Letting fees axed for renters but who picks up bill?
Urban Development Minister Phil Twyford says up to $47 million could be put back into the pockets of Kiwi families after legislation has passed banning the charging of letting fees to tenants but Bay of Plenty property leaders are not convinced.
Twyford announced the law change last week and said the ban was a “good first step in improving the life of renters” while the Government reviewed the Resi- dential Tenancies Act.
He said about half of all New Zealanders were renters and the ban would make a real difference to struggling families.
“There are significant costs associated with moving to a new rental property, which many families are now forced to do every year,” he said.
Twyford said letting fees were “unfair” and had no economic rationale as there was no relationship between the amount of the charge and the cost of the services provided.
“With home ownership rates at a 60-year low, this change recognises that we need to take action now to make rent more affordable so people can save to buy their own home,” Twyford said.
He said the proposals in the broader review were designed to provide tenants with security of tenure, which allowed them to make their house a home, while protecting the rights and interests of landlords.
“Ultimately the best way to put tenants in a better situation is to increase the supply of housing, and end the shortage that is driving rents up. KiwiBuild and the Government’s Urban Growth Agenda are designed to increase supply,” Twyford said.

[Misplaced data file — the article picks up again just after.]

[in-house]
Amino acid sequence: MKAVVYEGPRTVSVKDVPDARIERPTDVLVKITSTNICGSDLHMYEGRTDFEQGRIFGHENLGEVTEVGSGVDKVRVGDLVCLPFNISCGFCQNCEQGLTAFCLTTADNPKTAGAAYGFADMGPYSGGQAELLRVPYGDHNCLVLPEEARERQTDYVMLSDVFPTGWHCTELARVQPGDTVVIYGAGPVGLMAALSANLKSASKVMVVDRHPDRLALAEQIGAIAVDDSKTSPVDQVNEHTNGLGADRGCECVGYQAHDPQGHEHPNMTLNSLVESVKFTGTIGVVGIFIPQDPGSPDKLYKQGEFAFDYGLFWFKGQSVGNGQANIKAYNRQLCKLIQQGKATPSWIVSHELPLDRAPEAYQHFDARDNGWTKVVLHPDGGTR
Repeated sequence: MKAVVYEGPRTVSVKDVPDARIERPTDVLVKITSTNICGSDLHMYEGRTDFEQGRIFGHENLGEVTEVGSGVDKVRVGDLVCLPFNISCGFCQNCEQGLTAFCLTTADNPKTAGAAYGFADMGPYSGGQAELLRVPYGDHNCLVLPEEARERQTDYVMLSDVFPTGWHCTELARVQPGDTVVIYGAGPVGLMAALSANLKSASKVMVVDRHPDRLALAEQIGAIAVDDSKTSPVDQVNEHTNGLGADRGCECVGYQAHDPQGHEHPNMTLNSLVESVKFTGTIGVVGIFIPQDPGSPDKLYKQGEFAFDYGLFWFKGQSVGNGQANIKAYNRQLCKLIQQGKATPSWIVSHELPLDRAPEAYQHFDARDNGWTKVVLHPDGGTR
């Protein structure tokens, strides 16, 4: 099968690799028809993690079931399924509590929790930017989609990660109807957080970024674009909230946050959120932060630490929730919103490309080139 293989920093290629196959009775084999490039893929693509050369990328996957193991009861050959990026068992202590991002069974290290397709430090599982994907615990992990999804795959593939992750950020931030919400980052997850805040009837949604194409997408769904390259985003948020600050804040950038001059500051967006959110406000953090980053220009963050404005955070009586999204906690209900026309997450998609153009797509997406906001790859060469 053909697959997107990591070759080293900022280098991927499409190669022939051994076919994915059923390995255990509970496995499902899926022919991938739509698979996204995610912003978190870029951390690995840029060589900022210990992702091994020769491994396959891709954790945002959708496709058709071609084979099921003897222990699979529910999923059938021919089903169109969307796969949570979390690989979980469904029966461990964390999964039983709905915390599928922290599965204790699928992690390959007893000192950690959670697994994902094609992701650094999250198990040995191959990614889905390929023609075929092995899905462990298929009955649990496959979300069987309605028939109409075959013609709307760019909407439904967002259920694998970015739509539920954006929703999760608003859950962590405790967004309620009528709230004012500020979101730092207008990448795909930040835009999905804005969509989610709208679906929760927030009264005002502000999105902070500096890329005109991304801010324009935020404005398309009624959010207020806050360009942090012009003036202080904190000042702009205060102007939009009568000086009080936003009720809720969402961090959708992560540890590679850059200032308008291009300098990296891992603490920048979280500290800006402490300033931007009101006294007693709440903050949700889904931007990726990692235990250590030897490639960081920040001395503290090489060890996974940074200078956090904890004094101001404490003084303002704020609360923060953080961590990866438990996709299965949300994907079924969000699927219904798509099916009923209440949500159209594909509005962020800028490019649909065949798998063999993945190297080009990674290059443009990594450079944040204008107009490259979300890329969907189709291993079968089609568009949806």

But Rotorua Rentals co-director Richard Evans said extra costs were already being put on Rotorua tenants.
Evans said the Government’s comments that the life of renters would be improved were “ridiculous”.
“Exactly the opposite is happening and the Government doesn’t understand that.”
He already knew of local landlords who had increased their rental prices in anticipation of the changes.
An example Evans gave was on a $300 a week property — if rent was increased by $10 a week, the letting fee would already be covered after 30 weeks.
“In the end, the landlord will be better off,” he said.
Rotorua Property Investors Association president Debbie Van Den Broek said as a property investor, her company, RentAssured Rotorua, worked with long-term tenants so she did not expect the law change to have a drastic effect.
She said letting fees only made up about 13 to 15 per cent revenue for the company, but property managers in different regions would be affected in different ways.
Van Den Broek said the way current letting fees were set was “not fair” as a letting fee for a Rotorua rental could be $300 but $1000 on an Auckland property. As a landlord, Van Den Broek said she would always want longterm tenants and would not encourage her property manager to turn over tenants as it put pressure on her property in the long term. Simon Anderson, chief executive of Realty Group, which operates Eves and Bayleys, said the change in legislation came earlier than he expected but it was anticipated.
He said a positive to the law change was that tenants looking to move into a rental would have lower move-in costs.
He said the industry would experience a transition period where property managers would be working out where this extra cost would go, but it was likely to result in extra costs for tenants.
Urban Development Minister Phil Twyford says the change will improve the lives of renters.